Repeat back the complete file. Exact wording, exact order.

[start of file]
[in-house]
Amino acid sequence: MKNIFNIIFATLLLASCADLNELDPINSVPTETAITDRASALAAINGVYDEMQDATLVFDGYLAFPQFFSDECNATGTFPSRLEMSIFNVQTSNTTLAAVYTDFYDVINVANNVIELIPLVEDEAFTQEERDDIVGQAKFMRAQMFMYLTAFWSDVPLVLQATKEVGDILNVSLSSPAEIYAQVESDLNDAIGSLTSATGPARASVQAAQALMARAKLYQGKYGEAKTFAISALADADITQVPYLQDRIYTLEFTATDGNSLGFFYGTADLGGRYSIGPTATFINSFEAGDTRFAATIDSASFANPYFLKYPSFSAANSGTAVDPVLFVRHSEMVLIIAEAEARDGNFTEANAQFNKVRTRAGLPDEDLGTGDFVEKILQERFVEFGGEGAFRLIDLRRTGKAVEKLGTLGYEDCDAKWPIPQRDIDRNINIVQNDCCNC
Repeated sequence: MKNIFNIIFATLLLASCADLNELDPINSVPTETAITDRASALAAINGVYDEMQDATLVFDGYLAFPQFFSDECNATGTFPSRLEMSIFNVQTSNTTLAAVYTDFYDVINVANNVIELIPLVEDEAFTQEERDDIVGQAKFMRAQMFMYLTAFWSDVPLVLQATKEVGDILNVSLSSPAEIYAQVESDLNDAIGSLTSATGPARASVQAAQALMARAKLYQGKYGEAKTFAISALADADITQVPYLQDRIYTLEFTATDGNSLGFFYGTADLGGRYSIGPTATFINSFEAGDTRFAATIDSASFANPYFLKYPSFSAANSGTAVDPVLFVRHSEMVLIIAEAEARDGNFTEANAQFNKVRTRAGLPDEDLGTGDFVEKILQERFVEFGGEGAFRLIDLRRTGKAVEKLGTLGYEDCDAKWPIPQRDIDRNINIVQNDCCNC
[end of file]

[in-house]
Amino acid sequence: MKNIFNIIFATLLLASCADLNELDPINSVPTETAITDRASALAAINGVYDEMQDATLVFDGYLAFPQFFSDECNATGTFPSRLEMSIFNVQTSNTTLAAVYTDFYDVINVANNVIELIPLVEDEAFTQEERDDIVGQAKFMRAQMFMYLTAFWSDVPLVLQATKEVGDILNVSLSSPAEIYAQVESDLNDAIGSLTSATGPARASVQAAQALMARAKLYQGKYGEAKTFAISALADADITQVPYLQDRIYTLEFTATDGNSLGFFYGTADLGGRYSIGPTATFINSFEAGDTRFAATIDSASFANPYFLKYPSFSAANSGTAVDPVLFVRHSEMVLIIAEAEARDGNFTEANAQFNKVRTRAGLPDEDLGTGDFVEKILQERFVEFGGEGAFRLIDLRRTGKAVEKLGTLGYEDCDAKWPIPQRDIDRNINIVQNDCCNC
Repeated sequence: MKNIFNIIFATLLLASCADLNELDPINSVPTETAITDRASALAAINGVYDEMQDATLVFDGYLAFPQFFSDECNATGTFPSRLEMSIFNVQTSNTTLAAVYTDFYDVINVANNVIELIPLVEDEAFTQEERDDIVGQAKFMRAQMFMYLTAFWSDVPLVLQATKEVGDILNVSLSSPAEIYAQVESDLNDAIGSLTSATGPARASVQAAQALMARAKLYQGKYGEAKTFAISALADADITQVPYLQDRIYTLEFTATDGNSLGFFYGTADLGGRYSIGPTATFINSFEAGDTRFAATIDSASFANPYFLKYPSFSAANSGTAVDPVLFVRHSEMVLIIAEAEARDGNFTEANAQFNKVRTRAGLPDEDLGTGDFVEKILQERFVEFGGEGAFRLIDLRRTGKAVEKLGTLGYEDCDAKWPIPQRDIDRNINIVQNDCCNC